Derwent Valley local council
Derwent Valley, Tasmania (Image: Facebook)

On the surface, Derwent Valley in south-central Tasmania seems like a peaceful place, with tranquil towns, lush greenery and serene sights. But inside the local government it’s another story. Police are regularly called to attend council meetings, the council had to answer questions over a mass poisoning of geese, and a councillor has been bullied out of her position. 

Rachel Power, elected to Derwent Valley Council last year, announced her resignation on ABC radio yesterday morning after enduring relentless attacks on social media. Faces of local politicians had been photoshopped onto less-than-flattering pictures, and insults had been spread across social platforms.

It comes just weeks after council staff signed a letter calling to ban Mayor Ben Shaw from council chambers for screenshotting messages and sharing them on Facebook. Two weeks before the letter, Shaw publicly apologised to Tasmanian Governor Kate Warner’s husband for text messages accusing him of misappropriating funds. Shaw claimed the text messages were “doctored”.

The letter was sent to council general manager Greg Winton, who only recently resumed his role. Winton stepped aside during an investigation into the council-ordered culling of more than a dozen geese at a public park. There had been complaints about too much bird poo — 14 geese, two ducks and several plovers (protected birds in the state) were killed. Councillors say the incident has caused such a rift that the community risks turning on one another.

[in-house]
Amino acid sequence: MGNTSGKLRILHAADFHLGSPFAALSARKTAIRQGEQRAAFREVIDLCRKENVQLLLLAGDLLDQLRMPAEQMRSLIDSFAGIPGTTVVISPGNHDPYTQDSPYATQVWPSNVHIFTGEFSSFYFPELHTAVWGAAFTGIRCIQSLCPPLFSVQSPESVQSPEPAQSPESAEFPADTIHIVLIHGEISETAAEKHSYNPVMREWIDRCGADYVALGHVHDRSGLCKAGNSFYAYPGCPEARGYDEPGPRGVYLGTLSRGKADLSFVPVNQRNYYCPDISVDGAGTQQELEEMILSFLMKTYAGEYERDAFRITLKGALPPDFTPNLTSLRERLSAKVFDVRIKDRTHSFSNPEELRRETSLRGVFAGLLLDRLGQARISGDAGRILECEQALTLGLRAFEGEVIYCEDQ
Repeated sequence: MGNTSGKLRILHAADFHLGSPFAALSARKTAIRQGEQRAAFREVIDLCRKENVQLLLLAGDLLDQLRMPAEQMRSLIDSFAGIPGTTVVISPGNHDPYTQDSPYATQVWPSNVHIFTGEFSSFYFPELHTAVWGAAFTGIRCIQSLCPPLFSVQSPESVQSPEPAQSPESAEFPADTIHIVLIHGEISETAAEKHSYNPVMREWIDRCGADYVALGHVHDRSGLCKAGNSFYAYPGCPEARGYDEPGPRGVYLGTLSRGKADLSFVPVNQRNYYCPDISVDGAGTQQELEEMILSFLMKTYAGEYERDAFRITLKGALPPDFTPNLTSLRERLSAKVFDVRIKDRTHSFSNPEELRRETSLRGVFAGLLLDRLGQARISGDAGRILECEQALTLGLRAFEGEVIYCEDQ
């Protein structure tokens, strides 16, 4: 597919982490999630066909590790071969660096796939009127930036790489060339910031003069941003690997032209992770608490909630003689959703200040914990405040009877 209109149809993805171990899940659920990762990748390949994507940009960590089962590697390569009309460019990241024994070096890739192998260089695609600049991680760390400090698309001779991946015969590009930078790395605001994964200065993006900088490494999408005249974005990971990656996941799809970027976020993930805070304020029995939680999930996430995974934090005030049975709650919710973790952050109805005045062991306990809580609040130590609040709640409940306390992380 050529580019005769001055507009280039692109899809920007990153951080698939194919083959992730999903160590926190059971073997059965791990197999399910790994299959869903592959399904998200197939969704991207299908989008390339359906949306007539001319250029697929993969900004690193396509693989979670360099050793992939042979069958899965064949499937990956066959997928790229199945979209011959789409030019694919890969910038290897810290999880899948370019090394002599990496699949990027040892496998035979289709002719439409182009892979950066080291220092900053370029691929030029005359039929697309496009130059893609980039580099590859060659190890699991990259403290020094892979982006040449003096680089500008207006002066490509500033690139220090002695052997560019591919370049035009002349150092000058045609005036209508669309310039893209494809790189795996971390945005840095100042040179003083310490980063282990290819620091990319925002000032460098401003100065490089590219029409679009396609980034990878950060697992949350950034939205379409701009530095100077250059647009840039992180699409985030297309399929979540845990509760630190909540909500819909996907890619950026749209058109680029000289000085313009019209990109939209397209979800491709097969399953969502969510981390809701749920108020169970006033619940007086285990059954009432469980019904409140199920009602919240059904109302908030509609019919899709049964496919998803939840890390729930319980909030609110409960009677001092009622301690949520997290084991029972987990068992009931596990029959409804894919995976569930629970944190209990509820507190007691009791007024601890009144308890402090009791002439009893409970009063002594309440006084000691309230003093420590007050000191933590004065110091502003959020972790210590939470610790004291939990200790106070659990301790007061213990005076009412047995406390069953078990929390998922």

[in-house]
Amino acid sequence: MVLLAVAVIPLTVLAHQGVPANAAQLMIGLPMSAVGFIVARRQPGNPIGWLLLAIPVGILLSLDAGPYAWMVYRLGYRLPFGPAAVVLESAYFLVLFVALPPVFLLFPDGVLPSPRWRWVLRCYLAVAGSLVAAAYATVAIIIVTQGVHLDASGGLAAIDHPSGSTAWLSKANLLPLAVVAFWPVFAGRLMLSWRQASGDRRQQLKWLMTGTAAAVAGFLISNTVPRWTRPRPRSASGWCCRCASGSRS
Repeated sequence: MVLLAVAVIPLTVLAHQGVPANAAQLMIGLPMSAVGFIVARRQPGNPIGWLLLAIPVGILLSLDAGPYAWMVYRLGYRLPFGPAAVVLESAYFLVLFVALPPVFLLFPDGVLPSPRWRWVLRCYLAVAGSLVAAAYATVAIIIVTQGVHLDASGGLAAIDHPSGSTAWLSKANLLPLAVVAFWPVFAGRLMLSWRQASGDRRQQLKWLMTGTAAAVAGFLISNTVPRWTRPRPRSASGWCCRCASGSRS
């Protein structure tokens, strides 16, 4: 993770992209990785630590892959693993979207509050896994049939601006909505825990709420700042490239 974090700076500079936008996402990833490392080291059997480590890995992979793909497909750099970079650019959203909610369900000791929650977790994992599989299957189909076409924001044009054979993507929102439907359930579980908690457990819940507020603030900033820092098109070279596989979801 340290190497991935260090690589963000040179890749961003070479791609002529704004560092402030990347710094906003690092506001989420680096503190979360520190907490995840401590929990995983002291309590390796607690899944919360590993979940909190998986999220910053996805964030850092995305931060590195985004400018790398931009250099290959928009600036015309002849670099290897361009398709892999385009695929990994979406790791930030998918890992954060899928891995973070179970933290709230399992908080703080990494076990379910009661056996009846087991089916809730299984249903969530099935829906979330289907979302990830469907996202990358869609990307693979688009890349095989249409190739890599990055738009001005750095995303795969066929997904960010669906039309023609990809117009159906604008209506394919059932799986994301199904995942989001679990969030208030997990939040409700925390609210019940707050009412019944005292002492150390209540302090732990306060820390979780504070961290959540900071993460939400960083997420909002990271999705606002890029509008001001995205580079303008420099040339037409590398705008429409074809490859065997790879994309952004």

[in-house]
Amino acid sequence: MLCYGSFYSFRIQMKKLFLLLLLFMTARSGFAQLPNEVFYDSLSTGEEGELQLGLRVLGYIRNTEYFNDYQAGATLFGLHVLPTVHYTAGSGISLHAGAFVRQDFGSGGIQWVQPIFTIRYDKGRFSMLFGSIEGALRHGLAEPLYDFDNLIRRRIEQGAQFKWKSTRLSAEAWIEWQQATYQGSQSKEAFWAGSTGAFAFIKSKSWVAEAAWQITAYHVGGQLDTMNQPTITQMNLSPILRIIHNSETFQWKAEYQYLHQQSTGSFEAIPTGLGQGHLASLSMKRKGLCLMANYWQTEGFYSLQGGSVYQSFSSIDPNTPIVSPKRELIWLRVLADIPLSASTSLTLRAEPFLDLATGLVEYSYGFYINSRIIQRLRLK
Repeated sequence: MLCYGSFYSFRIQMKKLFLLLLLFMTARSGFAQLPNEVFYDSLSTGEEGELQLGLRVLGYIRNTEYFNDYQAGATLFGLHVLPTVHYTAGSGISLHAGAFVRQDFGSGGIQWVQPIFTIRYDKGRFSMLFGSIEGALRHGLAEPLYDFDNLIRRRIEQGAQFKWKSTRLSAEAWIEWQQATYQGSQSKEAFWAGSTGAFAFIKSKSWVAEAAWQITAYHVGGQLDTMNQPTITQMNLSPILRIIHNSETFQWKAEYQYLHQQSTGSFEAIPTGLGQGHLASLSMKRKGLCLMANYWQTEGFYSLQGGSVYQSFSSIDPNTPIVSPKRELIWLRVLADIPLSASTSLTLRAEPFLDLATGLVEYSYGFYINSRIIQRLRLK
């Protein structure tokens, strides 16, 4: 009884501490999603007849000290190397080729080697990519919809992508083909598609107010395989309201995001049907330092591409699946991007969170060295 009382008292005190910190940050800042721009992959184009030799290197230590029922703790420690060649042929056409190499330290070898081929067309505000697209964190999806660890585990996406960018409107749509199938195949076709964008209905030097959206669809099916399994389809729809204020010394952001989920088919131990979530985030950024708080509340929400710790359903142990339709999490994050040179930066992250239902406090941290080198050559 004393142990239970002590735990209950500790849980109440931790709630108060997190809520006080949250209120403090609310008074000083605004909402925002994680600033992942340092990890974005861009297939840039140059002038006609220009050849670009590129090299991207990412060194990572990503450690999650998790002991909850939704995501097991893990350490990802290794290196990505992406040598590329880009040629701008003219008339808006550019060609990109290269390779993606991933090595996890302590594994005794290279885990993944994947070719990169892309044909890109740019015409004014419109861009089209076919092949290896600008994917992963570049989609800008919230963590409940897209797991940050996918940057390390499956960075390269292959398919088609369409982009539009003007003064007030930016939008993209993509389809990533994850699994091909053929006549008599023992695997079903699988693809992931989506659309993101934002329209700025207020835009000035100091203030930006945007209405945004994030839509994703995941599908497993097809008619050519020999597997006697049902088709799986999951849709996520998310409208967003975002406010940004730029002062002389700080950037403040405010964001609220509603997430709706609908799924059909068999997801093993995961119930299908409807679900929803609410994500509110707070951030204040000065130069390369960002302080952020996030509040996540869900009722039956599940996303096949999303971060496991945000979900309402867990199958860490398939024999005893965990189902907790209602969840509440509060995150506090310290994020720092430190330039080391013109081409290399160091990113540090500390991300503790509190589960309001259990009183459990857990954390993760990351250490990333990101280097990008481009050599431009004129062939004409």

Police have been called to four council meetings this year alone, with at least two assault charges filed. But Derwent Valley isn’t alone in its problems with local governance; in next-door Glenorchy, an entire council was sacked in 2017 for spending money in a way that benefited councillors. Police have been called to council meetings in George Town, Tasmania, over plans to build a library and childcare centre; to a meeting in Melbourne’s inner-east over the potential closure of a tennis club and cafe; and to Burnside, South Australia, after a former mayor refused to leave the chambers. 

It seems no matter how big or small, scandals are the lifeblood of politics.

Peter Fray

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